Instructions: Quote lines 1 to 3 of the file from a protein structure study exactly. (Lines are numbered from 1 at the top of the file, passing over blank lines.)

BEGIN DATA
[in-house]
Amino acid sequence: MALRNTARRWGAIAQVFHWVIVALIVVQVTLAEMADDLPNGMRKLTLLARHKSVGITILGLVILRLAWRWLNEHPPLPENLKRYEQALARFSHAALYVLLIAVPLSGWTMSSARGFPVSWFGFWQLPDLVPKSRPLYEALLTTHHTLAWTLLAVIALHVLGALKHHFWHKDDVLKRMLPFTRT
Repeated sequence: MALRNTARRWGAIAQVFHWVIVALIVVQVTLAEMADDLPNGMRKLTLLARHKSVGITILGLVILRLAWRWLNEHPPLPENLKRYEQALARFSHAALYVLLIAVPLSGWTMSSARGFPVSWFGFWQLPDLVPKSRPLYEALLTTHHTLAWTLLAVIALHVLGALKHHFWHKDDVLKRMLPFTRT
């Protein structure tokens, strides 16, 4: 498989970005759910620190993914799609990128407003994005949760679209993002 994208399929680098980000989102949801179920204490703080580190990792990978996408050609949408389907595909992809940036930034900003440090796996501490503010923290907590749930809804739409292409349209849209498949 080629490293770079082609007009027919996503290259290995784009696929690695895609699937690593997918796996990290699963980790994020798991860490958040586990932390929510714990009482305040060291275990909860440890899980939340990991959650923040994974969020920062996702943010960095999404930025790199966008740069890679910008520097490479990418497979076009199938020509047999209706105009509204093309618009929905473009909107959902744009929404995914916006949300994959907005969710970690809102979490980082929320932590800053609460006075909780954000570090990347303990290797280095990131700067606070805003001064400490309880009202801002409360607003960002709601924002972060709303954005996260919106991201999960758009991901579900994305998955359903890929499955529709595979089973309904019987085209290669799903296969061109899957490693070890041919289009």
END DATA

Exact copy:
[in-house]
Amino acid sequence: MALRNTARRWGAIAQVFHWVIVALIVVQVTLAEMADDLPNGMRKLTLLARHKSVGITILGLVILRLAWRWLNEHPPLPENLKRYEQALARFSHAALYVLLIAVPLSGWTMSSARGFPVSWFGFWQLPDLVPKSRPLYEALLTTHHTLAWTLLAVIALHVLGALKHHFWHKDDVLKRMLPFTRT
Repeated sequence: MALRNTARRWGAIAQVFHWVIVALIVVQVTLAEMADDLPNGMRKLTLLARHKSVGITILGLVILRLAWRWLNEHPPLPENLKRYEQALARFSHAALYVLLIAVPLSGWTMSSARGFPVSWFGFWQLPDLVPKSRPLYEALLTTHHTLAWTLLAVIALHVLGALKHHFWHKDDVLKRMLPFTRT